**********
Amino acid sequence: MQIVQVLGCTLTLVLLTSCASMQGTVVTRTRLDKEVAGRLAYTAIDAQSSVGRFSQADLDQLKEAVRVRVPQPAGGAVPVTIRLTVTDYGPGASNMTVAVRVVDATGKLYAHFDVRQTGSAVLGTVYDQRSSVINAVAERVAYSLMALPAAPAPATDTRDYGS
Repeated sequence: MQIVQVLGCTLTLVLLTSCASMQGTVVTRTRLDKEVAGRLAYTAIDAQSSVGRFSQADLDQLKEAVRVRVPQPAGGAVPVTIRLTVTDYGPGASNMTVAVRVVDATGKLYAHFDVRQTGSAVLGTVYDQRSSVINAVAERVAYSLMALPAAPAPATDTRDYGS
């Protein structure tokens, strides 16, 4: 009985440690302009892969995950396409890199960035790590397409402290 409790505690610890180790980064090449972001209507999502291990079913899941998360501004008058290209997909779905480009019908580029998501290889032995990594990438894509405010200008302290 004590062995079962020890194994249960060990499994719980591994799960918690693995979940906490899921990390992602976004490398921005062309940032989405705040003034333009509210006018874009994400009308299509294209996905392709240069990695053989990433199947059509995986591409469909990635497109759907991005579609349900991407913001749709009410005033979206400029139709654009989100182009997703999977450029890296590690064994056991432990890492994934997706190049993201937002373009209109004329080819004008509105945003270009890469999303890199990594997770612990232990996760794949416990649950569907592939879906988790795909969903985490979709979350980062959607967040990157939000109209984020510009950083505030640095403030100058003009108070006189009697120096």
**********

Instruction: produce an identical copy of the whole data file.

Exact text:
Amino acid sequence: MQIVQVLGCTLTLVLLTSCASMQGTVVTRTRLDKEVAGRLAYTAIDAQSSVGRFSQADLDQLKEAVRVRVPQPAGGAVPVTIRLTVTDYGPGASNMTVAVRVVDATGKLYAHFDVRQTGSAVLGTVYDQRSSVINAVAERVAYSLMALPAAPAPATDTRDYGS
Repeated sequence: MQIVQVLGCTLTLVLLTSCASMQGTVVTRTRLDKEVAGRLAYTAIDAQSSVGRFSQADLDQLKEAVRVRVPQPAGGAVPVTIRLTVTDYGPGASNMTVAVRVVDATGKLYAHFDVRQTGSAVLGTVYDQRSSVINAVAERVAYSLMALPAAPAPATDTRDYGS
């Protein structure tokens, strides 16, 4: 009985440690302009892969995950396409890199960035790590397409402290 409790505690610890180790980064090449972001209507999502291990079913899941998360501004008058290209997909779905480009019908580029998501290889032995990594990438894509405010200008302290 004590062995079962020890194994249960060990499994719980591994799960918690693995979940906490899921990390992602976004490398921005062309940032989405705040003034333009509210006018874009994400009308299509294209996905392709240069990695053989990433199947059509995986591409469909990635497109759907991005579609349900991407913001749709009410005033979206400029139709654009989100182009997703999977450029890296590690064994056991432990890492994934997706190049993201937002373009209109004329080819004008509105945003270009890469999303890199990594997770612990232990996760794949416990649950569907592939879906988790795909969903985490979709979350980062959607967040990157939000109209984020510009950083505030640095403030100058003009108070006189009697120096």